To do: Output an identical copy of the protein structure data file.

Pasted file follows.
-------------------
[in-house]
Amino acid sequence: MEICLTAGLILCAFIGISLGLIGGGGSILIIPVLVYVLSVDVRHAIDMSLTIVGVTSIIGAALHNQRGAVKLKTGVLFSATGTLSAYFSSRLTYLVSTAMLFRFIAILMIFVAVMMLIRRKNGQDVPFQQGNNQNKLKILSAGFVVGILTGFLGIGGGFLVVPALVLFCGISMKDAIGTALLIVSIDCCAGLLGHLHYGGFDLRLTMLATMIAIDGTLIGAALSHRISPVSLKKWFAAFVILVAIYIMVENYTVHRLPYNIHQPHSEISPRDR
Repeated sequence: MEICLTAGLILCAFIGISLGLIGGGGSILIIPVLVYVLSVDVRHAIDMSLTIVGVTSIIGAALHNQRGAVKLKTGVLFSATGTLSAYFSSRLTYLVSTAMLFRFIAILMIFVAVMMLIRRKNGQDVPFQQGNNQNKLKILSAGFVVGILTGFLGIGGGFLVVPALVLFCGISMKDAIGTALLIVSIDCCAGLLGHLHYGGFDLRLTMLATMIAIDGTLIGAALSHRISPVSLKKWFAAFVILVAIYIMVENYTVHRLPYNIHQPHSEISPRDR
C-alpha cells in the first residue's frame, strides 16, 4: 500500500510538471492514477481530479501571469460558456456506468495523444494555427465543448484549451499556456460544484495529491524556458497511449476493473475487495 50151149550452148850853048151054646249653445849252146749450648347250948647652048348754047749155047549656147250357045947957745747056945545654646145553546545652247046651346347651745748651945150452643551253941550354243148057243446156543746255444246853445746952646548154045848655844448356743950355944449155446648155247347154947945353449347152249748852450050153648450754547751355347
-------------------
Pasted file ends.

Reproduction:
[in-house]
Amino acid sequence: MEICLTAGLILCAFIGISLGLIGGGGSILIIPVLVYVLSVDVRHAIDMSLTIVGVTSIIGAALHNQRGAVKLKTGVLFSATGTLSAYFSSRLTYLVSTAMLFRFIAILMIFVAVMMLIRRKNGQDVPFQQGNNQNKLKILSAGFVVGILTGFLGIGGGFLVVPALVLFCGISMKDAIGTALLIVSIDCCAGLLGHLHYGGFDLRLTMLATMIAIDGTLIGAALSHRISPVSLKKWFAAFVILVAIYIMVENYTVHRLPYNIHQPHSEISPRDR
Repeated sequence: MEICLTAGLILCAFIGISLGLIGGGGSILIIPVLVYVLSVDVRHAIDMSLTIVGVTSIIGAALHNQRGAVKLKTGVLFSATGTLSAYFSSRLTYLVSTAMLFRFIAILMIFVAVMMLIRRKNGQDVPFQQGNNQNKLKILSAGFVVGILTGFLGIGGGFLVVPALVLFCGISMKDAIGTALLIVSIDCCAGLLGHLHYGGFDLRLTMLATMIAIDGTLIGAALSHRISPVSLKKWFAAFVILVAIYIMVENYTVHRLPYNIHQPHSEISPRDR
C-alpha cells in the first residue's frame, strides 16, 4: 500500500510538471492514477481530479501571469460558456456506468495523444494555427465543448484549451499556456460544484495529491524556458497511449476493473475487495 50151149550452148850853048151054646249653445849252146749450648347250948647652048348754047749155047549656147250357045947957745747056945545654646145553546545652247046651346347651745748651945150452643551253941550354243148057243446156543746255444246853445746952646548154045848655844448356743950355944449155446648155247347154947945353449347152249748852450050153648450754547751355347